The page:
Volume 3, Number 1, Summer 2011
Editors’ Note | pdf
Teaching Inclusivity: Preservice Teachers’ Perceptions of their Knowledge, Skills and Attitudes toward Working with English Language Learners in Mainstream Classrooms
pp. 1-21 | pdf
This study investigated the effect of one semester of ESOL education on preservice teachers by examining their perceived knowledge and skill in working with English Language Learner (ELL) students, and their attitude toward having ELL students in their mainstream classrooms. The survey identified two factors: a) Perception of ESOL Knowledge and Skills (PEKS) and b) Attitude Toward Inclusion (ATI). Results showed that preservice teachers’ perceptions of both knowledge & skill (PEKS) changed from introductory to the final ESOL course, and that PEKS changed significantly from pre- to post-test within the same course. No significant changes were found in students’ attitude toward inclusion (ATI) either from course 1 to course 2 or from pre- to post-test within the same course.
In English You Read with a Stopwatch: A Journey towards Biliteracy in Two Older Adopted Salvadoran Children
Mary A. Patron and Barbara Greybeck
pp. 22-37 | pdf
This longitudinal case study provides an in-depth exploration of the journey toward bilingualism and biliteracy of two older adopted Salvadoran siblings in U.S. schools. Data sources include observations in the home and school, interviews, written artifacts, field notes, and various reading test scores. Analysis suggests that literacy instruction in English tended to focus more on phonics and fluency than comprehension and vocabulary, and it assumed a level of oral proficiency in English that neither of the children had. Spanish literacy instruction was aimed toward children of Mexican origin that was neither culturally relevant nor geared toward their specific language needs. The authors recommend that educators recognize the importance of linguistic and cultural differences when working with both first and second language literacy.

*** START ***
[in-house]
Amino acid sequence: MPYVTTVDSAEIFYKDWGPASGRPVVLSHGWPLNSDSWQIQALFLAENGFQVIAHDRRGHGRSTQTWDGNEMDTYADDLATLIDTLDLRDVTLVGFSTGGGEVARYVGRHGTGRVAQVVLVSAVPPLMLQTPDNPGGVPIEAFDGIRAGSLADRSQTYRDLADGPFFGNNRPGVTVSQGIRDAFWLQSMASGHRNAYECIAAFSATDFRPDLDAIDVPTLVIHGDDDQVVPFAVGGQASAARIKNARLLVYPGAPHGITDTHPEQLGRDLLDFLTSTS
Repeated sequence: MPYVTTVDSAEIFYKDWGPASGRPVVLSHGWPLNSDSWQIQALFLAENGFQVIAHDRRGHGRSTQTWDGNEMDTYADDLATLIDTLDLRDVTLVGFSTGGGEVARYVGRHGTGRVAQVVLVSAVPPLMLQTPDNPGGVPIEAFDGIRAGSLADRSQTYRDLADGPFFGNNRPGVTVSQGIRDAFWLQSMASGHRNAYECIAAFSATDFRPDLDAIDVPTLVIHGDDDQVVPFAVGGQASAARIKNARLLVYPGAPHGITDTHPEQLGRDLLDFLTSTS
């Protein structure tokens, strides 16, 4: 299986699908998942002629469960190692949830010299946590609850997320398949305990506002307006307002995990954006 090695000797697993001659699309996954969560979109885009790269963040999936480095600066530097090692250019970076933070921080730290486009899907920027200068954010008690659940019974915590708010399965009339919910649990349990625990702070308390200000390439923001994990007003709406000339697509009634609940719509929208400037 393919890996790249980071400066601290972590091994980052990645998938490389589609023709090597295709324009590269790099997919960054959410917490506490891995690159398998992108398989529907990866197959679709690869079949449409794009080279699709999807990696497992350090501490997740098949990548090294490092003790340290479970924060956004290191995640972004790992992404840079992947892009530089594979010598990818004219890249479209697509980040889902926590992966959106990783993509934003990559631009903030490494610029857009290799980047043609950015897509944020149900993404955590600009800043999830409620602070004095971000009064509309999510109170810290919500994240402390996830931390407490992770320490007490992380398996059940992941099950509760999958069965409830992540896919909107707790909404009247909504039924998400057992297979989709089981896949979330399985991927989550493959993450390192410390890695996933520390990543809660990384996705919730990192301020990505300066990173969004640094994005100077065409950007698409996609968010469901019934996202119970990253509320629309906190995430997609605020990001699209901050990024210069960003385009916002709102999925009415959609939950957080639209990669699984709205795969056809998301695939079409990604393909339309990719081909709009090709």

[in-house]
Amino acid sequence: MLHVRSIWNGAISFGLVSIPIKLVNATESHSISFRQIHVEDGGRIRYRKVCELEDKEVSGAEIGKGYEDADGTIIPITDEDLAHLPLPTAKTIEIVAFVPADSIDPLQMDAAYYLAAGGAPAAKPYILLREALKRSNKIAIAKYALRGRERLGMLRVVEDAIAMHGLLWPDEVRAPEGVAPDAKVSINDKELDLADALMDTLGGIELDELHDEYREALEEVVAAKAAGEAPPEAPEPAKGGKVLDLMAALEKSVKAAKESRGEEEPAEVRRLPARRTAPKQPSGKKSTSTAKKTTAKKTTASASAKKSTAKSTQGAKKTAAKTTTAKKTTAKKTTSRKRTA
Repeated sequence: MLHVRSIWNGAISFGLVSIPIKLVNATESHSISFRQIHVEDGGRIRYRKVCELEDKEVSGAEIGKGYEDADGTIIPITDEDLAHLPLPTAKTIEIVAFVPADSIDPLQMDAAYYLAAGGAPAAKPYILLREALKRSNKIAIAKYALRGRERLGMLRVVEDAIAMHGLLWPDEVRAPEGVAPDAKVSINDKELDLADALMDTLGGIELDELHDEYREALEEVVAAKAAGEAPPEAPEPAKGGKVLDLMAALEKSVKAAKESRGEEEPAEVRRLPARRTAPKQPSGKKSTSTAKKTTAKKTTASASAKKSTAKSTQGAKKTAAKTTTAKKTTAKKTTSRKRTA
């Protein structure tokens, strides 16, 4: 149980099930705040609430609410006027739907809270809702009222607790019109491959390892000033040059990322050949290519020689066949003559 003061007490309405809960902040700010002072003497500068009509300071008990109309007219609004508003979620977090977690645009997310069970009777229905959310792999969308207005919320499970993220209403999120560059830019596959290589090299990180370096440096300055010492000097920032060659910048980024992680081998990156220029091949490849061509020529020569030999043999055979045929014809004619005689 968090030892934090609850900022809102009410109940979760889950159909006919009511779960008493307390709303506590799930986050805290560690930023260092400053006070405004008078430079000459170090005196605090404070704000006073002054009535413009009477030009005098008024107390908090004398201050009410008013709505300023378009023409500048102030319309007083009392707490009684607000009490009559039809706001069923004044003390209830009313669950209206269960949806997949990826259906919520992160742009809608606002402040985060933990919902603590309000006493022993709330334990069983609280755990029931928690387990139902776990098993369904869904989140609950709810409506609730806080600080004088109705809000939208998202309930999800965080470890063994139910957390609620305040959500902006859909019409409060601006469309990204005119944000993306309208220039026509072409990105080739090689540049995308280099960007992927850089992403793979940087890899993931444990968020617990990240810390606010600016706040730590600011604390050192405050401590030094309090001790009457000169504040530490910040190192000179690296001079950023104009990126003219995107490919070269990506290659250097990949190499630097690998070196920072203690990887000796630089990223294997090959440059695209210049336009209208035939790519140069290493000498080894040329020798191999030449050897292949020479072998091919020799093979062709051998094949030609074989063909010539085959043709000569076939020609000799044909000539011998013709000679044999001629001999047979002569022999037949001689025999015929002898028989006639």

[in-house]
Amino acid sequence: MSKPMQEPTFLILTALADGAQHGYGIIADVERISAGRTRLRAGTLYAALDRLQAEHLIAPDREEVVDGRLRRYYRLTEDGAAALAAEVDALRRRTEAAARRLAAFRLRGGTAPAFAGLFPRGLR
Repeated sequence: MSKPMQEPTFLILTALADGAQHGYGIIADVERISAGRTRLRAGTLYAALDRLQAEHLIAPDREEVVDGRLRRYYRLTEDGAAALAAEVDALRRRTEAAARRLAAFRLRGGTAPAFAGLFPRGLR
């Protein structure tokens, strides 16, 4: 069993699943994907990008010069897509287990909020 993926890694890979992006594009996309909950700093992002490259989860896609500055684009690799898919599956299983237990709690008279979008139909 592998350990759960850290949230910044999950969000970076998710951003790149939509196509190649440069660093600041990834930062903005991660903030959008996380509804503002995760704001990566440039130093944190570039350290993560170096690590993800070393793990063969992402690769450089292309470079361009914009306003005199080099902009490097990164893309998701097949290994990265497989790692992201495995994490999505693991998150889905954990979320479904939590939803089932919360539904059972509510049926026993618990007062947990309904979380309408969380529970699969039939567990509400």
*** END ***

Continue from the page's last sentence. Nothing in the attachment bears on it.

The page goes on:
Enhancing Reading Proficiency in English Language Learners (ELLs): The Importance of Knowing Your ELL in Mainstream Classrooms
Martha Castaneda, Eva Rodriguez-Gonzalez, & Melissa Schulz
pp. 38-64 | pdf
In this manuscript, the authors encourage classroom teachers and school leaders to learn about the home culture and language of the growing English learner population if they are to respond effectively to these students’ language, literacy, and content learning needs. These funds of knowledge have been shown to help teachers adjust instruction in ways that permit students to engage more actively in language, literacy, and content learning tasks. In addition to offering recommendations for administrators and teachers working to improve literacy of ELLs within and outside the school setting, the authors share sample surveys that can be used to gather information about students’ home, language, and educational background as well as reading habits and preferences.
Book Review of Differentiating Instruction and Assessment for English Language Learners: A Guide for K-12 Teachers
Melanie C. Gonzalez
pp. 65-67 | pdf
Fairbairn, S. & Jones-Vo, S. (2010). Differentiating Instruction and Assessment for English Language Learners: A Guide for K-12 Teachers. Philadelphia: Calson.